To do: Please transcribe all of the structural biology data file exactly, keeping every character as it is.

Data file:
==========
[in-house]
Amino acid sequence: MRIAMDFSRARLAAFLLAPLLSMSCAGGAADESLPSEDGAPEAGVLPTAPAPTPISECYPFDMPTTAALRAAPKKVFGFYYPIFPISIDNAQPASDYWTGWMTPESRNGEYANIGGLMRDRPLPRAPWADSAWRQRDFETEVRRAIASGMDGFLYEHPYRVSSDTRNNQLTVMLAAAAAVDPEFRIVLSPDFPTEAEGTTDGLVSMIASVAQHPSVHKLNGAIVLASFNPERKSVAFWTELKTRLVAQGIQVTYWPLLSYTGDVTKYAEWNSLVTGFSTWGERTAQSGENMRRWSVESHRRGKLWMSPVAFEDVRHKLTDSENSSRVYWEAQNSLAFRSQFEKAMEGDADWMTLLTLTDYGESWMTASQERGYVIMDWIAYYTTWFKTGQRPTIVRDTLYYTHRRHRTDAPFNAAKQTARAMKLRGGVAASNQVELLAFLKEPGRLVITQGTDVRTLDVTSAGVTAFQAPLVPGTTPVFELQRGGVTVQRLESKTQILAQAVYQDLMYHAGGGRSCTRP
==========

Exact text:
[in-house]
Amino acid sequence: MRIAMDFSRARLAAFLLAPLLSMSCAGGAADESLPSEDGAPEAGVLPTAPAPTPISECYPFDMPTTAALRAAPKKVFGFYYPIFPISIDNAQPASDYWTGWMTPESRNGEYANIGGLMRDRPLPRAPWADSAWRQRDFETEVRRAIASGMDGFLYEHPYRVSSDTRNNQLTVMLAAAAAVDPEFRIVLSPDFPTEAEGTTDGLVSMIASVAQHPSVHKLNGAIVLASFNPERKSVAFWTELKTRLVAQGIQVTYWPLLSYTGDVTKYAEWNSLVTGFSTWGERTAQSGENMRRWSVESHRRGKLWMSPVAFEDVRHKLTDSENSSRVYWEAQNSLAFRSQFEKAMEGDADWMTLLTLTDYGESWMTASQERGYVIMDWIAYYTTWFKTGQRPTIVRDTLYYTHRRHRTDAPFNAAKQTARAMKLRGGVAASNQVELLAFLKEPGRLVITQGTDVRTLDVTSAGVTAFQAPLVPGTTPVFELQRGGVTVQRLESKTQILAQAVYQDLMYHAGGGRSCTRP